Applying filter effects to other elements

While generally applied to images, the filter and backdrop-filter properties can be applied to any element or pseudo-element.

In this example, a glow effect is added using a drop-shadow() filter with a 3px blur and 0 offset.

h1 {
  color: midnightblue;
  filter: drop-shadow(0 0 3px magenta);

Applying multiple filters

While the sepia filter example included only a single filter function, you can set multiple filters. The filter and backdrop-filter properties accept a space-separated list of filters, which are applied in the order declared.

This example applies two filters — hue-rotate() and blur() — via the backdrop-filter property. The backdrop, the area behind the <p> element, has a color shift and a blur applied.

.container {
  background: url(image.jpg) no-repeat left / contain goldenrod;
p {
  backdrop-filter: hue-rotate(240deg) blur(5px);
  background-color: rgb(255 255 255 / 10%);
  text-shadow: 2px 2px black;

Applying repeated filters

As filters are applied in sequential order, you can use filter functions more than once. In this example, the drop-shadow() filter has been used four times, each time with a different <shadow> value.

<img src="mandala.svg" alt="Colorful mandala" role="img" />
<img src="mandala.svg" alt="Plain mandala" role="img" />
img {
  filter: drop-shadow(2px 2px 0 hsl(300deg 100% 50%)) drop-shadow(
      -2px -2px 0 hsl(210deg 100% 50%)
    drop-shadow(2px 2px 0 hsl(120deg 100% 50%)) drop-shadow(
      -2px -2px 0 hsl(30deg 100% 50%)
img + img {
  filter: none;

In the first Mandala example, four drop shadows are applied to a line-drawn SVG. The same SVG, with the filter removed with filter: none, is included for comparison.

Specifying filter function order

When creating filter effects, the filter or backdrop-filter property is provided a space-separated list of filters. These filter effects are applied in the order in which they appear.

In this example, both magenta drop shadow and 180deg hue rotation are applied on the level-one heading. The example shows the effect when these filters are applied in different orders.

h1 {
  color: midnightblue;
#hueFirst {
  filter: hue-rotate(180deg) drop-shadow(3px 3px magenta);
#shadowFirst {
  filter: drop-shadow(3px 3px magenta) hue-rotate(180deg);

The same filters are applied to both the lines of text but in a different order. In the first line, the hue of the text is altered before the shadow is applied, so the shadow is magenta. In the second line, the drop shadow is added to the dark blue text, and then the hue of both the text and the shadow are altered.

No filter effect is applied to the third line to show the original effect as a comparison. So the third line stays as midnightblue or #191970. The hue-rotate(180deg) filter changes the text in the first two lines to #252500.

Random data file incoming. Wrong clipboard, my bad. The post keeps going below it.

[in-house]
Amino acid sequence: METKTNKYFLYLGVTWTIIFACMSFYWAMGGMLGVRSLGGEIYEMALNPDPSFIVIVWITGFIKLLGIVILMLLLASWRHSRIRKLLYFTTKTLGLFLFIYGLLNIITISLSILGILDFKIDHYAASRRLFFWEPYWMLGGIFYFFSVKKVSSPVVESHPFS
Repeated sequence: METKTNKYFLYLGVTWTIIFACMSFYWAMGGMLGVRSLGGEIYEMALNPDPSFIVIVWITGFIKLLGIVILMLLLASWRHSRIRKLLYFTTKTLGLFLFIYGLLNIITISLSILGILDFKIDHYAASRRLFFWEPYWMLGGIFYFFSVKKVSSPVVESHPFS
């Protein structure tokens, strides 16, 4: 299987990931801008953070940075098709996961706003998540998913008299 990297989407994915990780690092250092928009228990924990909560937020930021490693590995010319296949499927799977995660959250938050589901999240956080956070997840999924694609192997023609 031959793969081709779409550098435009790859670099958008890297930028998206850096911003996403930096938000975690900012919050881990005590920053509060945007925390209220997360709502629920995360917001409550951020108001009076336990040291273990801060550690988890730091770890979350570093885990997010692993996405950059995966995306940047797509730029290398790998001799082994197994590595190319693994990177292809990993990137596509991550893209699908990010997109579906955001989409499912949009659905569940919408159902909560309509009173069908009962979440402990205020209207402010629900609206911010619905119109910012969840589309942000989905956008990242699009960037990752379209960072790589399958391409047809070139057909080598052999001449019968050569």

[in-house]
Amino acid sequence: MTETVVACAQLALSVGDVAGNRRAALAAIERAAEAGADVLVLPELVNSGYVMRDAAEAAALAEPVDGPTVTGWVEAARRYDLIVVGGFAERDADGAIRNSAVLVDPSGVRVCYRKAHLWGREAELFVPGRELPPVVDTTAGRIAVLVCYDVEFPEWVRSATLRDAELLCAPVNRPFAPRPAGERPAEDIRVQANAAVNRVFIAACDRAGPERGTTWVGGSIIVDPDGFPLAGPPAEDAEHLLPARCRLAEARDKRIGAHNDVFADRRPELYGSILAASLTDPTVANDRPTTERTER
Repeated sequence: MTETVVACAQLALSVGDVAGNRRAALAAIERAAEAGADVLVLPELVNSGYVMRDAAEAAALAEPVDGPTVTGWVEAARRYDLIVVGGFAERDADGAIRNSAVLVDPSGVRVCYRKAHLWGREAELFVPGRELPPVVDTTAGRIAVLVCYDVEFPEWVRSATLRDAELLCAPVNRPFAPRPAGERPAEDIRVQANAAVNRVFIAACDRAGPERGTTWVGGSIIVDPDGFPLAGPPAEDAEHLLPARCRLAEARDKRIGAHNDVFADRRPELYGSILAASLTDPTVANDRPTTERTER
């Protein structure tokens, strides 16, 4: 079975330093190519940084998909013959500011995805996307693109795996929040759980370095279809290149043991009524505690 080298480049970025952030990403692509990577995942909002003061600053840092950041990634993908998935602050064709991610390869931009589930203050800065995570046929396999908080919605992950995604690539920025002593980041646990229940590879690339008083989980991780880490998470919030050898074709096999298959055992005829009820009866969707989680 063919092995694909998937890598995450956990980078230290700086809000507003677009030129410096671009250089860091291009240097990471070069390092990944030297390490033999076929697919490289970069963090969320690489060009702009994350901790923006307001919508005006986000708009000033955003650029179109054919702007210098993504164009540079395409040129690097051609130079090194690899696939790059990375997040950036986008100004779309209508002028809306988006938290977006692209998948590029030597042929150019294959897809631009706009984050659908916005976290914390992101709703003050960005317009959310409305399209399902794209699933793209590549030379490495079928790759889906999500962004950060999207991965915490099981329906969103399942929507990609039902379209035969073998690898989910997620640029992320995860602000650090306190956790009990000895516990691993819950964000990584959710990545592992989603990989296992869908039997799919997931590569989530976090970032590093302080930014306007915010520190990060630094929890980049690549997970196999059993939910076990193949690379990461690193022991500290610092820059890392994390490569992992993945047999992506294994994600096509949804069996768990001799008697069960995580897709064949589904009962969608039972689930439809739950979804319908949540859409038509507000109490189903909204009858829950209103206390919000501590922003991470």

Note: The hexadecimal rgb color #191970 is equal to hsl(240deg 63.5% 26.9%), while #252500 is hsl(60deg 100% 7.3%). The color rotation takes place in the sRGB color space, which is why the hue has been changed as expected while not maintaining the same values for saturation and lightness.

Using SVG filters

In addition to the 10 defined <filter-function>s, the CSS filter effects support url(), with the parameter being an SVG filter, which may be embedded in an internal or external SVG file.

A single SVG can be used to define several filters, each with an id:

<svg role="none">
    <filter id="blur1">
      <feGaussianBlur stdDeviation="1" edgeMode="duplicate" />
    <filter id="blur3">
      <feGaussianBlur stdDeviation="3" edgeMode="duplicate" />
    <filter id="hue-rotate90">
      <feColorMatrix type="hueRotate" values="90" />

The filter's id is referenced in the url() for both inline and external SVGs:

filter: url(#blur3);
filter: url("");

Blurring an image

Just like the blur() filter function applies a Gaussian blur to the elements on which it is applied, the SVG <feGaussianBlur> filter element can also be used to blur content.

In both the cases, the blur radius value, specified as a <length> in CSS and as a pixel equivalent <number> in SVG, defines the value of the standard deviation to the Gaussian function. In other words, it defines the number of pixels on the screen that blend into each other; a larger value creates more blur.

The <filter>'s stdDeviation attribute accepts up to two values enabling creating more complex blur values. To create an equivalent blur, we include one value for stdDeviation:

<svg role="img" aria-label="Flag">
  <filter id="blur">
    <feGaussianBlur stdDeviation="3.5" edgeMode="duplicate" />
  <image xlink:href="asset/flag.jpg" filter="url(#blur)" />

The SVG url() filter value can be included as the value of the SVG <image> element's filter attribute or as part of the value of the CSS filter and backdrop-filter properties.

.filter {
  filter: blur(3.5px);
.svgFilter {
  filter: url(#blur);

See also